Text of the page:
7th APRIL 2015 - Vol.XXXVIII No.018
Business News

Greek tax cheats list is tampered

ATHENS: A list of possible Greek tax cheats with Swiss bank accounts was tampered with to remove the names of relatives of the finance minister at the time, court officials said yesterday.

George Papaconstantinou, 51, who negotiated Greece's first international bailout in 2010, denied he changed the list after receiving it from French authorities two years ago, saying he was not aware any family members were on it.

The revelation adds a new twist to a case that has infuriated austerity-struck Greeks, angry at the government's failure to crack down on the tax evasion that has contributed to the country's financial crisis.

The original list included the names of three people with family ties to Papaconstantinou who were later removed, as Greek officials confirmed when they received a fresh copy of the list, one court official said.

"It was altered by Greek hands," the official said but did not say who might have been responsible for the change.

A second court official confirmed the information. Both said the fact that the names were on the list did not mean the account holders had done anything illegal.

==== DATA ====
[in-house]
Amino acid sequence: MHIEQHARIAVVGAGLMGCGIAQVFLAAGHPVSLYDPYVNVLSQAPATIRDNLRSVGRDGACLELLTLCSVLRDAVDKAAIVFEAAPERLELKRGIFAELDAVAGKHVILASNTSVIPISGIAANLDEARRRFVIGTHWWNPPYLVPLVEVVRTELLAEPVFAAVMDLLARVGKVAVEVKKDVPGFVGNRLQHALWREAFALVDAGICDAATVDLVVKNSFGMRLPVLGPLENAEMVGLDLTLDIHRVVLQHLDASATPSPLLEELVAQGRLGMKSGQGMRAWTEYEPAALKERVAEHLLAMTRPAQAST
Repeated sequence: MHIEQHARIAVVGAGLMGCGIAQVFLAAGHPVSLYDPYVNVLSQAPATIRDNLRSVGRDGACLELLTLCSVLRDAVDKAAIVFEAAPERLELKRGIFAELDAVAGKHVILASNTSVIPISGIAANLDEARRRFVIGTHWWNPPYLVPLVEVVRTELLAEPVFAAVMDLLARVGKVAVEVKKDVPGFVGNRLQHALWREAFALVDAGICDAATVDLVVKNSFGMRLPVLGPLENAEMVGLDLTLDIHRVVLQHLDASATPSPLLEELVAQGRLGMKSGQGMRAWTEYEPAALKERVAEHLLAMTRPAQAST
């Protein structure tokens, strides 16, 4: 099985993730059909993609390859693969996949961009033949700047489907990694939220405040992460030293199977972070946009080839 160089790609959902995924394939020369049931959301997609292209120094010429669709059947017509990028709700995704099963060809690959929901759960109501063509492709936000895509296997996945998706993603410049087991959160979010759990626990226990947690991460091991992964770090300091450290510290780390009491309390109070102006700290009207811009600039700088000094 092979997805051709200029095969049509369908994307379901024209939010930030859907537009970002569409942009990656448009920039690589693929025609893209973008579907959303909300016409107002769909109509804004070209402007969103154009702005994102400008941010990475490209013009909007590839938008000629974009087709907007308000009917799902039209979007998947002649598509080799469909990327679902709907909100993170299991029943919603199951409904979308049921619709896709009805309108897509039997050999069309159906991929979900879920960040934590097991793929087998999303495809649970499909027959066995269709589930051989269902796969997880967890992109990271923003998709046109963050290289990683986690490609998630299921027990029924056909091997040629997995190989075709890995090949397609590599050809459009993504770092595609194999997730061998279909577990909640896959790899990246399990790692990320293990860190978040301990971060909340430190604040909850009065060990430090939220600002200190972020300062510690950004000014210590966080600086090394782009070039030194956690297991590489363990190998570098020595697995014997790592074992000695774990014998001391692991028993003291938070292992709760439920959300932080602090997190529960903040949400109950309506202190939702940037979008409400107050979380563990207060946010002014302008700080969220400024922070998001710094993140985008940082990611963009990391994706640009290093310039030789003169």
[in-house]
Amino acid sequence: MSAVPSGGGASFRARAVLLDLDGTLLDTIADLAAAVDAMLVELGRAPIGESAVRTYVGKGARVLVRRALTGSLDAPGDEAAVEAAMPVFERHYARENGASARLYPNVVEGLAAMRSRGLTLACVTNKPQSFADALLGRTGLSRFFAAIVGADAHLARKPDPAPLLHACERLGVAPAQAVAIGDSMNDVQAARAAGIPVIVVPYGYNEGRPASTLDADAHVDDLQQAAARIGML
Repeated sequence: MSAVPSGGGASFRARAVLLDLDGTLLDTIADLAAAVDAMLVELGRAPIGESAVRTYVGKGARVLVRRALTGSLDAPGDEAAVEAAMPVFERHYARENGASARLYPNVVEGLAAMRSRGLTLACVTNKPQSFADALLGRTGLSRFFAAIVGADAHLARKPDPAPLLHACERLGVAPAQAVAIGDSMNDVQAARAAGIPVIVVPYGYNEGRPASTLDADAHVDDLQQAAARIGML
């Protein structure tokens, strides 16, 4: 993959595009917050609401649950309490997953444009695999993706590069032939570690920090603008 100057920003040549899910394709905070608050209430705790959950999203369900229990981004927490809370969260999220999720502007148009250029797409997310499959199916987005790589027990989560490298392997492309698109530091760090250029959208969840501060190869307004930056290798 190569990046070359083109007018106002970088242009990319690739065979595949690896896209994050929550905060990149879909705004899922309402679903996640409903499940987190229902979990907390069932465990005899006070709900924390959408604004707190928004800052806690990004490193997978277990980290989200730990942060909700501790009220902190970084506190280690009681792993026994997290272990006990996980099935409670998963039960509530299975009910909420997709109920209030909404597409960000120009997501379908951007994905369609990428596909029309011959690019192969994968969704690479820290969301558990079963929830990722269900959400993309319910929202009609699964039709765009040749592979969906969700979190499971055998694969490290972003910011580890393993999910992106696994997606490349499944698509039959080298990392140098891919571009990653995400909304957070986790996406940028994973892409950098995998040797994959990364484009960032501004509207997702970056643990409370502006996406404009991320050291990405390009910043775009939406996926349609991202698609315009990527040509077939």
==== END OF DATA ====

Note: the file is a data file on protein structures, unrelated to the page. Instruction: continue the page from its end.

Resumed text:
Papaconstantinou issued a statement strongly denying he tampered with the list.

"I have in no way tampered with the evidence," said the former socialist minister. "If there are any accounts on the list concerning members of my wider family, I did not know this until today... I will not be turned into a scapegoat in this case."

But Papaconstantinou's own Socialist PASOK party expelled him from its ranks, saying he had mishandled the case.

The list contains hundreds of names of Greek account holders at global bank HSBC in Switzerland, which authorities want to investigate over suspected tax evasion.

France originally handed over the list to Athens in 2010. But former Greek government officials did little to act on it, fuelling public anger and prompting suspicion that some names were erased before it was given to parliament earlier this year.

To put an end to the confusion, Greek prosecutors travelled to Paris last week to re-obtain the original list. They spent six days cross-checking the two documents to find out if any names were removed.

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